Google reveals Gmail hacking, likely from China


People use computers in an Internet cafe at the centre of Shanghai January 13, 2010. REUTERS/Nir Elias

People use computers in an Internet cafe at the centre of Shanghai January 13, 2010.

Credit: Reuters/Nir Elias

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SAN FRANCISCO/LOS ANGELES (Reuters) - Hackers likely based in China tried to break into hundreds of Google mail accounts, including those of senior U.S. government officials, Chinese activists and journalists, the Internet company said on Wednesday.

The unknown perpetrators, who appeared to originate from Jinan in Shandong province, recently tried to crack and monitor email accounts by stealing passwords, but Google detected and "disrupted" their campaign, the world's largest Web search company said on its official blog.

The revelation comes more than a year after Google disclosed a cyber attack on its systems that it said it traced to China, and could further strain an already tense relationship between the Web giant and Beijing.

That incident also triggered a highly charged debate over the country's censorship and rigid control of the Internet. Google eventually all but pulled out of the world's largest Internet market by users.

"Investors would like to see Google figure out a way to operate in China, and capitalize on the growth of the country," said Cowen and Co analyst Jim Friedland.

"It's been a tough relationship. And this highlights that it continues to be a tough relationship," he said.

A U.S. government spokesman said it was looking into the incident but declined further comment.

"We recently uncovered a campaign to collect user passwords, likely through phishing," Google said in a post on its corporate blog on Thursday. "The goal of this effort seems to have been to monitor the contents of these users' emails."

It "affected what seem to be the personal Gmail accounts of hundreds of users, including among others, senior U.S. government officials, Chinese political activists, officials in several Asian countries (predominantly South Korea), military personnel and journalists."


The events leading to Goggle's withdrawal from China exacerbated an often difficult relationship between Washington and Beijing, with disputes ranging from human rights to trade.

The attacks revealed Wednesday were also the latest computer-based invasions directed at western companies. The United States has warned that a cyber attack -- presumably if it is devastating enough -- could result in real-world military retaliation, although analysts say it could be difficult to detect its origin with full accuracy.

Lockheed Martin Corp, the U.S. government's top information technology provider, said last week it had thwarted "a significant and tenacious attack" on its information systems network, though no signs pointed to a Chinese origin.

The White House said it was investigating the claims, but referred Reuters to law enforcement.

"We're looking into these reports and are seeking to gather the facts," said White House spokesman Tommy Vietor. "We have no reason to believe that any official U.S. Government email accounts were accessed. I'd refer you to FBI for additional details."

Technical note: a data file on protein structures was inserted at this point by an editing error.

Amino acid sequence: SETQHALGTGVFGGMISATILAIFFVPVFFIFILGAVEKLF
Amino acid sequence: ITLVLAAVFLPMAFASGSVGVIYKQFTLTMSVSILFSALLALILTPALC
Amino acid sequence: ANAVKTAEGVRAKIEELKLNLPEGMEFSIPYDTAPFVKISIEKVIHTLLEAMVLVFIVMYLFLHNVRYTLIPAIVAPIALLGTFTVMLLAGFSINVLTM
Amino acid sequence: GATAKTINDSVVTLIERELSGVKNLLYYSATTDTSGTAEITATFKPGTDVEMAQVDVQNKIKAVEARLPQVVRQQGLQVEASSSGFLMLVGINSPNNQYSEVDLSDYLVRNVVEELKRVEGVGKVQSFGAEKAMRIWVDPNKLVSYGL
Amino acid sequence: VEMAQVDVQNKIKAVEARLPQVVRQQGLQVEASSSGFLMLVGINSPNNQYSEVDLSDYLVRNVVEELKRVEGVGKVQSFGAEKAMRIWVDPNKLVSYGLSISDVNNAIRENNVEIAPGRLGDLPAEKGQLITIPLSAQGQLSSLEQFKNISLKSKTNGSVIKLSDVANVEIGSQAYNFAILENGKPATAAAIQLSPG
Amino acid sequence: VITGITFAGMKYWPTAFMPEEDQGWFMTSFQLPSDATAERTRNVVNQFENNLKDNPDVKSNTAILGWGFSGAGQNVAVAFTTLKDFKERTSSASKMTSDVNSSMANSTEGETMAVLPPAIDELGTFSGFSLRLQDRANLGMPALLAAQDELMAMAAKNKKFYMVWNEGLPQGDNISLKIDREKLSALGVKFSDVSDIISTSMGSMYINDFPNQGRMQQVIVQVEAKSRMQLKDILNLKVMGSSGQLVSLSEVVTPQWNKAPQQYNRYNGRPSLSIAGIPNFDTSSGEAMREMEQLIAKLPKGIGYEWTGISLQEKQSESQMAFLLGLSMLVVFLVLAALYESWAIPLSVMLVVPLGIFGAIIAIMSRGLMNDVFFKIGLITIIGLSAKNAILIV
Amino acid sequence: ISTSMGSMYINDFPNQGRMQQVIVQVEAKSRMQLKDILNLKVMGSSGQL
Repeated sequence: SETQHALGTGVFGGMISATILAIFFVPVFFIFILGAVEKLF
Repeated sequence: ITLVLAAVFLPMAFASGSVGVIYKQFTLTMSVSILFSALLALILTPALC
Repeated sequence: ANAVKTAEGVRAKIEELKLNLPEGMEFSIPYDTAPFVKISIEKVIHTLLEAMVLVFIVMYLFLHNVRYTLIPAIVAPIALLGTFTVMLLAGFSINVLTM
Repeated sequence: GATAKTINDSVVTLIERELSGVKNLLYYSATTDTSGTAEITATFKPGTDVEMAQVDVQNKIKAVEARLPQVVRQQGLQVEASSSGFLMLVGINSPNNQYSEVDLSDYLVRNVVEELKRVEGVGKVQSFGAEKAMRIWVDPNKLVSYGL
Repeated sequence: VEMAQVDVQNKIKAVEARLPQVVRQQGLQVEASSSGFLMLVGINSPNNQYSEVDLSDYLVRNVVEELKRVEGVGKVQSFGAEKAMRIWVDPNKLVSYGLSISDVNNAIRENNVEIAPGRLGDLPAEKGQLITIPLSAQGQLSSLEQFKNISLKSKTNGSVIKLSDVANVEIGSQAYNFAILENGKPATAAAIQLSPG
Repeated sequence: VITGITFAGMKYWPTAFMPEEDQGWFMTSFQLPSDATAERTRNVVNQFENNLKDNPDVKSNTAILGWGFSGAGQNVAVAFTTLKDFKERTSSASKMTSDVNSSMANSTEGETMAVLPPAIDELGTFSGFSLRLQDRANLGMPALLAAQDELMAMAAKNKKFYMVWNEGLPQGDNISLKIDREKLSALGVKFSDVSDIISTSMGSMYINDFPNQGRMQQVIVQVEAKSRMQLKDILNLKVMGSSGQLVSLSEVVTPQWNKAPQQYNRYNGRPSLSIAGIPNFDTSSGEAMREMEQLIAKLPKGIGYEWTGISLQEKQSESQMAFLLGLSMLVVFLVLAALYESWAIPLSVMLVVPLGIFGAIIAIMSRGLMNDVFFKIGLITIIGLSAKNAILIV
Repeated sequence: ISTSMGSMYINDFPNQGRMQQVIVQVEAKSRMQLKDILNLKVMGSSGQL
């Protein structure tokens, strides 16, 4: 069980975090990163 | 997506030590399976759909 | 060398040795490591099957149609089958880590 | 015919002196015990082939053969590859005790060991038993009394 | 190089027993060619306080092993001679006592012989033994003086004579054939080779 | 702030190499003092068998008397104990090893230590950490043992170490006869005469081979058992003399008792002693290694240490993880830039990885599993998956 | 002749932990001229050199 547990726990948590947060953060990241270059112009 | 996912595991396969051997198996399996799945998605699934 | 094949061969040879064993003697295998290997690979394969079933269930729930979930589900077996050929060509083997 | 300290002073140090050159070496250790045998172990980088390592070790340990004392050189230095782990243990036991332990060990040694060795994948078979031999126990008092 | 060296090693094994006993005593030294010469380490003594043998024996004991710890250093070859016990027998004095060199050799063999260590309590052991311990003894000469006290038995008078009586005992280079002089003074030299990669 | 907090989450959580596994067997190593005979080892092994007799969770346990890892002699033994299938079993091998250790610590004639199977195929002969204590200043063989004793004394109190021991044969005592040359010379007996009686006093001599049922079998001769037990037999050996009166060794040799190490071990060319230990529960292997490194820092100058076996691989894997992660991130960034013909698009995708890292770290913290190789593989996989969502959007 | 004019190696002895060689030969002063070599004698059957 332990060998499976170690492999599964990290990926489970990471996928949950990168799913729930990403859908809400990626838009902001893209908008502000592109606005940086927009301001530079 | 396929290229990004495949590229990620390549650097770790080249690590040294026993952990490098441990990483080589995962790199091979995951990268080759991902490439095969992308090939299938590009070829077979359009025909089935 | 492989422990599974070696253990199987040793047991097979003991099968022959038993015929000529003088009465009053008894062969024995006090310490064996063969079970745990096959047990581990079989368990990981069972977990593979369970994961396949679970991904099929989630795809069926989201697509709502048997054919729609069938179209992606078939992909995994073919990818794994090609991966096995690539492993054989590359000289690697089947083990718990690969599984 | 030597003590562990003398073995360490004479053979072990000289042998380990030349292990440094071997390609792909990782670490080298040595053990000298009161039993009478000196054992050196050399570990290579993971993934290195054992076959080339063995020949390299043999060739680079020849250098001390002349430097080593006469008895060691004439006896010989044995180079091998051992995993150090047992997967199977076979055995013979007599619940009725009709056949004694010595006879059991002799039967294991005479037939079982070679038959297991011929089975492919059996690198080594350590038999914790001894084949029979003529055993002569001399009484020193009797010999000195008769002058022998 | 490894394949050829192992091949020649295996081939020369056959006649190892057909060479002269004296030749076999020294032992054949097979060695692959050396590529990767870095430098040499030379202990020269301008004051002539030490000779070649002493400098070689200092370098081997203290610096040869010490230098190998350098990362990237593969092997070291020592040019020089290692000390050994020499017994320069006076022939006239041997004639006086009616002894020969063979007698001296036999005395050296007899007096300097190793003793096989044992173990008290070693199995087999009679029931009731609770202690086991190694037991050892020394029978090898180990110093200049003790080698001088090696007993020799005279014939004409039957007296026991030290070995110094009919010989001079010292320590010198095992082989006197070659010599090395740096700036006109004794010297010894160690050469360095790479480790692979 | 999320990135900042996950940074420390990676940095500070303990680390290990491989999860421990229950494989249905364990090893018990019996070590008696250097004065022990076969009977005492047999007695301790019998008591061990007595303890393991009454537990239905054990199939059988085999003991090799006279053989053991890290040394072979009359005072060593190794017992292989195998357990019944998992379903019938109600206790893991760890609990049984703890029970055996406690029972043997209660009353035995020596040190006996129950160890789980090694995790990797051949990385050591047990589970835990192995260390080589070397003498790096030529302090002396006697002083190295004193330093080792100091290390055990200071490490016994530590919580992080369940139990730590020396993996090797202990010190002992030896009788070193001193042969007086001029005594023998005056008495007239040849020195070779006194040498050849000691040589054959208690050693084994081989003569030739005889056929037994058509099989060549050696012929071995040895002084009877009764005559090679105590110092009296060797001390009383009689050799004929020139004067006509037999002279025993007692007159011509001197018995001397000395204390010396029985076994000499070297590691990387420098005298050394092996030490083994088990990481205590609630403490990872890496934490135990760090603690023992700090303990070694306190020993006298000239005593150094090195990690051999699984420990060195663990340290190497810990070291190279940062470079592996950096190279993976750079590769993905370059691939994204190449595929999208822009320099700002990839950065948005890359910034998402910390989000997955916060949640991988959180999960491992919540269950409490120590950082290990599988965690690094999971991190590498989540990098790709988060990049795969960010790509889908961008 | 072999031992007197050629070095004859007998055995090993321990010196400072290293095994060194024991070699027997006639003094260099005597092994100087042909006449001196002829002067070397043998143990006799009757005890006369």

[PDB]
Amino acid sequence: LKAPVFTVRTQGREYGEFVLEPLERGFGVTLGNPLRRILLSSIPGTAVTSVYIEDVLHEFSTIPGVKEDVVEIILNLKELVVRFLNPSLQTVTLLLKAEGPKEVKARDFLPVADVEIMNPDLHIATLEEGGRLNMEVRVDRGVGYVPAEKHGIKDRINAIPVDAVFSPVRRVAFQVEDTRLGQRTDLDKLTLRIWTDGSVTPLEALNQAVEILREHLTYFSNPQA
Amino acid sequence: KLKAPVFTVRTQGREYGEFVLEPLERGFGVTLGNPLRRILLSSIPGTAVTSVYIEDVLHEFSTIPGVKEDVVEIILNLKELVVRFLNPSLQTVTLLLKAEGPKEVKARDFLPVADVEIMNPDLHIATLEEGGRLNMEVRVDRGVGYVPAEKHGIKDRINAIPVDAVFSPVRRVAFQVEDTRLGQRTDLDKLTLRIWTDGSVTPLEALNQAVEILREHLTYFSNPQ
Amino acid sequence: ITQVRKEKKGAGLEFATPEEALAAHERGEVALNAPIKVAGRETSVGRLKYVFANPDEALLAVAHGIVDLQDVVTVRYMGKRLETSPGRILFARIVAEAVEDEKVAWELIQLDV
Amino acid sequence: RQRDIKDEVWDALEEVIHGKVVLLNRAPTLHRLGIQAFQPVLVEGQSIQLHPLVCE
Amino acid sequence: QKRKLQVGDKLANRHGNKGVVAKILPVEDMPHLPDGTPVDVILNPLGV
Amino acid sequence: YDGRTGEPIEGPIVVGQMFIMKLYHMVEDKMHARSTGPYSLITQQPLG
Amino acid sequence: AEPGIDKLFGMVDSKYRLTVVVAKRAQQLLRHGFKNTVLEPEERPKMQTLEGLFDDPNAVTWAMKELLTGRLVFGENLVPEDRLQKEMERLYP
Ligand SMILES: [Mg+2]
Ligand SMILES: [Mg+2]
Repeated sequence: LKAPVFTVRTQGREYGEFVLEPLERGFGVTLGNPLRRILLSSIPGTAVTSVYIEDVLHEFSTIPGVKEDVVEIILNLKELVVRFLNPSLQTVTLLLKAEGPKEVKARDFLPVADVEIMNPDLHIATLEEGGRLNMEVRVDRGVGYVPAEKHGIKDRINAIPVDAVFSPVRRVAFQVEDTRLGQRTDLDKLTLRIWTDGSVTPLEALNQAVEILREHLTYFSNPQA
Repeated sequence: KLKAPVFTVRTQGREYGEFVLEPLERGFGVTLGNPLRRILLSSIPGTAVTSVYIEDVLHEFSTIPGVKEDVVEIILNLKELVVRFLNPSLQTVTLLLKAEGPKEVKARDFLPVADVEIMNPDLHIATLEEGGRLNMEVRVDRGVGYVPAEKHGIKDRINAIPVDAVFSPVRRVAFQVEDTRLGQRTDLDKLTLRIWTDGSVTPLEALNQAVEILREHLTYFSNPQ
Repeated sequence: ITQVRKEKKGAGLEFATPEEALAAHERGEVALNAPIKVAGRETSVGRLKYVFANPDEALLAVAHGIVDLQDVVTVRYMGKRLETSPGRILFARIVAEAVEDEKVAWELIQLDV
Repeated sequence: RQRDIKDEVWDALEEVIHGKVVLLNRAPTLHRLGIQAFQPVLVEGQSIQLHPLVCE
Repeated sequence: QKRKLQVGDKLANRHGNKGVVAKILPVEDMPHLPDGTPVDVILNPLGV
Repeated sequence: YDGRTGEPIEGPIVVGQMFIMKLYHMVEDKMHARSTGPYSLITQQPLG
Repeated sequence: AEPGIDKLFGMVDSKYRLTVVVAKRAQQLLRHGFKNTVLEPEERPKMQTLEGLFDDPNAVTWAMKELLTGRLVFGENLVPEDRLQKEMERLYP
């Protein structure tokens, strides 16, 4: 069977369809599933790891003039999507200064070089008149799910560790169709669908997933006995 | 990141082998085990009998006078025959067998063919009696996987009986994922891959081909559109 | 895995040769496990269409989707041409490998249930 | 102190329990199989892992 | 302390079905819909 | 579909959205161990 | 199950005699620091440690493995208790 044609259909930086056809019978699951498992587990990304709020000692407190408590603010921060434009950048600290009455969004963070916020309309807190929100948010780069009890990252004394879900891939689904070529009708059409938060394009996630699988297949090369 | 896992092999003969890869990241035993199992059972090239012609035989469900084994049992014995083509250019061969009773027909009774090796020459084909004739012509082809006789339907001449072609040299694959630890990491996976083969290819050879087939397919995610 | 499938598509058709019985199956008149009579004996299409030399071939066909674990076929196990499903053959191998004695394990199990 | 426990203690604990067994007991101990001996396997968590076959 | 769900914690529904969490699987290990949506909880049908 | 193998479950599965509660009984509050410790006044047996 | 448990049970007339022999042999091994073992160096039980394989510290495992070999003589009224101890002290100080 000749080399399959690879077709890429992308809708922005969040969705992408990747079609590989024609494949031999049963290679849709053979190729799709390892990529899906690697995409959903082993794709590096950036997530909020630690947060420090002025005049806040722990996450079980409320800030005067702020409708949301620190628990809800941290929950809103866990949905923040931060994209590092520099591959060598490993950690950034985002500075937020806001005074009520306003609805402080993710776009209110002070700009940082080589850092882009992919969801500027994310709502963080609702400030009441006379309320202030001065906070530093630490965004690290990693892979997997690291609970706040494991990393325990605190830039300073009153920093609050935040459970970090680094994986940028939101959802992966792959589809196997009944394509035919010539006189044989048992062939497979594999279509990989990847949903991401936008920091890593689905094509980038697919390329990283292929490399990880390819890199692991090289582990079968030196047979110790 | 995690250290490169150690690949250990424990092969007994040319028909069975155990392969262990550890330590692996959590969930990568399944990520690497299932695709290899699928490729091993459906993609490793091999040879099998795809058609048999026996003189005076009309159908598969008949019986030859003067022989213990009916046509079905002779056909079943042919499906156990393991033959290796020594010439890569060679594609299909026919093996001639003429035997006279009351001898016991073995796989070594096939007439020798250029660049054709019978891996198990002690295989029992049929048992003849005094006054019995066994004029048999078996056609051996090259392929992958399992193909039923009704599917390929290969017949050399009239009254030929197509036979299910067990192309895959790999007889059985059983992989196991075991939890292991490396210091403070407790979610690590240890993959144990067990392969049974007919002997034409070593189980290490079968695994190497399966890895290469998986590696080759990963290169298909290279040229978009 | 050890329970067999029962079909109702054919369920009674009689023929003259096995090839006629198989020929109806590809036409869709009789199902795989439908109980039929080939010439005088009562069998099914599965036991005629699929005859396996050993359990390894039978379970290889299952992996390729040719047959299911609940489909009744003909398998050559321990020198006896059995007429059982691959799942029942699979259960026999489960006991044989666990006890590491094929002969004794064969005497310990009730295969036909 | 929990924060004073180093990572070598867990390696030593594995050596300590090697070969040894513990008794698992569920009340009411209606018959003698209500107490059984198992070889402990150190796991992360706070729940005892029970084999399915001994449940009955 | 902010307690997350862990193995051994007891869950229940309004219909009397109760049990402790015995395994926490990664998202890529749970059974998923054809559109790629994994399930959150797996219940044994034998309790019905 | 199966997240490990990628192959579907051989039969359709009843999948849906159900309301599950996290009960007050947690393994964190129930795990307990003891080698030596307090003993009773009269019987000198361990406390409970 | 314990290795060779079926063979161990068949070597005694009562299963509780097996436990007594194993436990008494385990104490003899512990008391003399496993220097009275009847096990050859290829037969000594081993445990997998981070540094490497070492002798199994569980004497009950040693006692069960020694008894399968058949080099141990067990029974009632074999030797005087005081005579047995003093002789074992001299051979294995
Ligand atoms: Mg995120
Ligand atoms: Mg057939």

FBI spokeswoman Jenny Shearer said: "We are aware of Google's announcement regarding attempts to obtain passwords and gain access to these accounts. We are working with Google to review this matter."

Cyber attacks originating in China have become very common in recent years, said Bruce Schneier, chief security technology officer at telecommunications company BT.

"It's not just the Chinese government. It's independent actors within China who are working with the tacit approval of the government," he said.

While Google said last year's attack was aimed at its "corporate infrastructure," the latest incident appears to have relied on tricking email users into revealing passwords, based on Google's description in its blog post.

It said the perpetrators changed the victims' email forwarding settings, presumably secretly sending the victims' personal emails to other recipients.

Schneier said the details that Google has released about the email hijacking do not appear that unusual.

"For the past five years we've known that the Chinese conduct a lot of espionage over the Internet," he said.

The bigger question, he said, was why Google was choosing to publicize this attack now.

The company said it notified the victims and relevant governments.

"It's important to stress that our internal systems have not been affected -- these account hijackings were not the result of a security problem with Gmail itself," Google said.

The company's shares finished 0.7 percent lower at $525.60.

(Reporting by Alexei Oreskovic and Edwin Chan; additional reporting by Alister Bull in Washington D.C; Editing by Andre Grenon, Phil Berlowitz)

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Comments (2)
ChangeWhat wrote:
Why not disconnect china from the rest of the world? Let them have their own internet based in china then maybe their government will stop playing games. Everyone knows its china, do they really think their fooling someone??

Jun 01, 2011 6:30pm EDT  --  Report as abuse
iwritedoper wrote:
Why not make it law to be part of the trusted identity initiative from the White House? I can’t wait to give all my information to only one center so that I don’t have to create accounts everywhere and remember passwords and risk getting hacked.

Jun 01, 2011 8:04pm EDT  --  Report as abuse
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